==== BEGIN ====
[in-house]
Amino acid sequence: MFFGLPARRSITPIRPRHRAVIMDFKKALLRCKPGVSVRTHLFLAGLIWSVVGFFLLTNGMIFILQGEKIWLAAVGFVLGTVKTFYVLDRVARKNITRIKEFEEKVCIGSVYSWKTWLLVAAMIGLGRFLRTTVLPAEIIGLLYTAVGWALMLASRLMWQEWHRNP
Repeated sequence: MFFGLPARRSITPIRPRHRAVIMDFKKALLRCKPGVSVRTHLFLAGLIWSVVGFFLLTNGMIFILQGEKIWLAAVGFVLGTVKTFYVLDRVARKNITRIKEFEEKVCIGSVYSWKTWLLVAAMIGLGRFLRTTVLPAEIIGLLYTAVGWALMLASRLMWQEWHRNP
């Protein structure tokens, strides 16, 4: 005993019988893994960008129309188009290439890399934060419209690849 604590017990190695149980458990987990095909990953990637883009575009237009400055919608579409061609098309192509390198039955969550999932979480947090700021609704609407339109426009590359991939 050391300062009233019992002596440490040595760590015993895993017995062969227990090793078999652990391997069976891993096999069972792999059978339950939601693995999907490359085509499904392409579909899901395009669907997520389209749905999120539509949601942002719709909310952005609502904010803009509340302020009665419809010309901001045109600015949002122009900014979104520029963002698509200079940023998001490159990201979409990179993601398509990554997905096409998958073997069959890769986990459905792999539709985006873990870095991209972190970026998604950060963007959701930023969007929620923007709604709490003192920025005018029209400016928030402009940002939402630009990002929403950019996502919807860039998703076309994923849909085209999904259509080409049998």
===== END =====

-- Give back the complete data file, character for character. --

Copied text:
[in-house]
Amino acid sequence: MFFGLPARRSITPIRPRHRAVIMDFKKALLRCKPGVSVRTHLFLAGLIWSVVGFFLLTNGMIFILQGEKIWLAAVGFVLGTVKTFYVLDRVARKNITRIKEFEEKVCIGSVYSWKTWLLVAAMIGLGRFLRTTVLPAEIIGLLYTAVGWALMLASRLMWQEWHRNP
Repeated sequence: MFFGLPARRSITPIRPRHRAVIMDFKKALLRCKPGVSVRTHLFLAGLIWSVVGFFLLTNGMIFILQGEKIWLAAVGFVLGTVKTFYVLDRVARKNITRIKEFEEKVCIGSVYSWKTWLLVAAMIGLGRFLRTTVLPAEIIGLLYTAVGWALMLASRLMWQEWHRNP
């Protein structure tokens, strides 16, 4: 005993019988893994960008129309188009290439890399934060419209690849 604590017990190695149980458990987990095909990953990637883009575009237009400055919608579409061609098309192509390198039955969550999932979480947090700021609704609407339109426009590359991939 050391300062009233019992002596440490040595760590015993895993017995062969227990090793078999652990391997069976891993096999069972792999059978339950939601693995999907490359085509499904392409579909899901395009669907997520389209749905999120539509949601942002719709909310952005609502904010803009509340302020009665419809010309901001045109600015949002122009900014979104520029963002698509200079940023998001490159990201979409990179993601398509990554997905096409998958073997069959890769986990459905792999539709985006873990870095991209972190970026998604950060963007959701930023969007929620923007709604709490003192920025005018029209400016928030402009940002939402630009990002929403950019996502919807860039998703076309994923849909085209999904259509080409049998």